Rejoice in the Lord always. I will say it again: Rejoice! Let your gentleness be evident to all. The Lord is near. Do not be anxious about anything, but in every situation, by prayer and petition, with thanksgiving, present your requests to God. And the peace of God, which transcends all understanding, will guard your hearts and your minds in Christ Jesus.

Philippians 4:4-7

23 May 2012

Book spine poetry: The Pilgrim's Progress

Jean has tagged me in a book spine poetry meme.  Ali had done some.  Here are some other examples.

And here's mine.  The top book is the title.


The Pilgrim's Progress

What am I doing here?
Please understand me,
Hard times.
Calm my anxious heart.
Stirrings of the soul,
Sometimes gladness,
Surprised by joy,
O love that will not let me go,
A fortunate life.
So long, and thanks for all the fish.

Now to tag some others.  Here are the rules.
  • Create a book spine poem.
  • Take a picture.
  • Post it on your blog.
  • Link back to this post.
  • Tag another blogger, or two, or ten.
Tagging Matt, Rebecca, Ally, Jenny, Karen, Sharon, Amy, Sarah and Wendy.

And if there is anyone out there who doesn't have a blog but wants to have a go, feel free to send me your photo in an email and I will post it here for you.

18 May 2012

Thus saith the Lord

I've been doing a group Bible study on prayer lately and one of the studies makes the point that prayer is talking to God, not listening to Him.  God doesn't speak to us in prayer.  We speak to Him.  I was talking to my husband about this, who cleverly observed that it can be quite easy to get the wrong impression about God speaking to us, personally and audibly, from the pages of the Old Testament.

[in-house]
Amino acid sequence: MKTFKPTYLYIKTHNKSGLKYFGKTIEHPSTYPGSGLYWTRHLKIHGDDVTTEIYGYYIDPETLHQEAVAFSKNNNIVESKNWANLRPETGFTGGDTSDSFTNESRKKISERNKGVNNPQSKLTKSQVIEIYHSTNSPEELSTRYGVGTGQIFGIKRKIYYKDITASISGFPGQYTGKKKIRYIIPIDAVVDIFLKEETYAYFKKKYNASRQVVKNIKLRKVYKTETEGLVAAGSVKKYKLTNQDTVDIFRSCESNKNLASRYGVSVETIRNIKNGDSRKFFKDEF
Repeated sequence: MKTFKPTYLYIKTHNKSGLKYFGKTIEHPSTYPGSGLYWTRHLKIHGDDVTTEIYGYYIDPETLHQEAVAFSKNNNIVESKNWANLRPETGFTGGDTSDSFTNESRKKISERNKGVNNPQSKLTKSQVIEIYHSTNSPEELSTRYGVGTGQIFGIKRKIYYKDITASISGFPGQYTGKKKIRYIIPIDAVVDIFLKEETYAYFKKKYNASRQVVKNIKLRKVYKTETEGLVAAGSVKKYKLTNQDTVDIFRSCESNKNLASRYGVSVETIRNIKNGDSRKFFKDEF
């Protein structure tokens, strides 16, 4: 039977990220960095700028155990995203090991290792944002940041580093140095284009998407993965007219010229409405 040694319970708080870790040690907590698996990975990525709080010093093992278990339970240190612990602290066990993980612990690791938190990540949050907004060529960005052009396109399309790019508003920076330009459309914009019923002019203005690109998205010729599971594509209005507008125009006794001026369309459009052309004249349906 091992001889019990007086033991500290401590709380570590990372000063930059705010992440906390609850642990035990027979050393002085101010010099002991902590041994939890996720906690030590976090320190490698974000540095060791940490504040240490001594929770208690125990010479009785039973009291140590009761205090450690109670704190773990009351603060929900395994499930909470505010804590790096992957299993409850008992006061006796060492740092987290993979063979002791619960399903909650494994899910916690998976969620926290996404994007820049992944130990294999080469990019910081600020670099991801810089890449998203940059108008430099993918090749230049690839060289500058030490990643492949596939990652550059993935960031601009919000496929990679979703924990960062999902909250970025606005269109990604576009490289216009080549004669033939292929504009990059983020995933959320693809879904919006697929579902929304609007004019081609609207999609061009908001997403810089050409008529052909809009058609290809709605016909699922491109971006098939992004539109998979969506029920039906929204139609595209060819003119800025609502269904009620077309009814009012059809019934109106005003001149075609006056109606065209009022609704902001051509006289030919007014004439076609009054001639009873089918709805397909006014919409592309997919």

You see, God spoke to Adam and Eve and Cain.
He spoke to Noah.
And Abraham, Isaac and Jacob.
He spoke to Moses.
And Joshua.
God spoke to  Gideon.
He spoke to Samuel and Nathan.
And to Elijah and Elisha.
And God spoke to all those prophets who have books of the Old Testament named after them.
There may be others. These are the ones I can recall off the top of my head.

And when you put all the things He said to that collection of people together, it accounts for a good part of the Old Testament.  Pages and pages and pages of God speaking personally and audibly.  That's a lot of God speaking.  But He only spoke to a small selection of people.  Count them up.  There aren't that many of them, for all the words of God recorded in the Bible.